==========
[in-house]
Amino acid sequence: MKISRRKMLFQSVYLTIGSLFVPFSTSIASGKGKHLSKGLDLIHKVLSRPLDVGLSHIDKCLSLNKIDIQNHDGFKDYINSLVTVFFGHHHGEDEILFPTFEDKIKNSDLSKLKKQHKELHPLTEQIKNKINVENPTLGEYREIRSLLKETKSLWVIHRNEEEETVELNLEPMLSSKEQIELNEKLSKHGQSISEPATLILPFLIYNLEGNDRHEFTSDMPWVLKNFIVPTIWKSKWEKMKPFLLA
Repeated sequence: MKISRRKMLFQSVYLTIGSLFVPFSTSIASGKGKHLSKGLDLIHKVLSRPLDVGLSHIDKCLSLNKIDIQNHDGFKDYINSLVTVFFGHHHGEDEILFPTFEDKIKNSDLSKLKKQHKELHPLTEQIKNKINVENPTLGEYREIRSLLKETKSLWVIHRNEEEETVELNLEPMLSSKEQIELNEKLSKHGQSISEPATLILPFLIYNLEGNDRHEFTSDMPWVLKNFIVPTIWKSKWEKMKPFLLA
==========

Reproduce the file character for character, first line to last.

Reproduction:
[in-house]
Amino acid sequence: MKISRRKMLFQSVYLTIGSLFVPFSTSIASGKGKHLSKGLDLIHKVLSRPLDVGLSHIDKCLSLNKIDIQNHDGFKDYINSLVTVFFGHHHGEDEILFPTFEDKIKNSDLSKLKKQHKELHPLTEQIKNKINVENPTLGEYREIRSLLKETKSLWVIHRNEEEETVELNLEPMLSSKEQIELNEKLSKHGQSISEPATLILPFLIYNLEGNDRHEFTSDMPWVLKNFIVPTIWKSKWEKMKPFLLA
Repeated sequence: MKISRRKMLFQSVYLTIGSLFVPFSTSIASGKGKHLSKGLDLIHKVLSRPLDVGLSHIDKCLSLNKIDIQNHDGFKDYINSLVTVFFGHHHGEDEILFPTFEDKIKNSDLSKLKKQHKELHPLTEQIKNKINVENPTLGEYREIRSLLKETKSLWVIHRNEEEETVELNLEPMLSSKEQIELNEKLSKHGQSISEPATLILPFLIYNLEGNDRHEFTSDMPWVLKNFIVPTIWKSKWEKMKPFLLA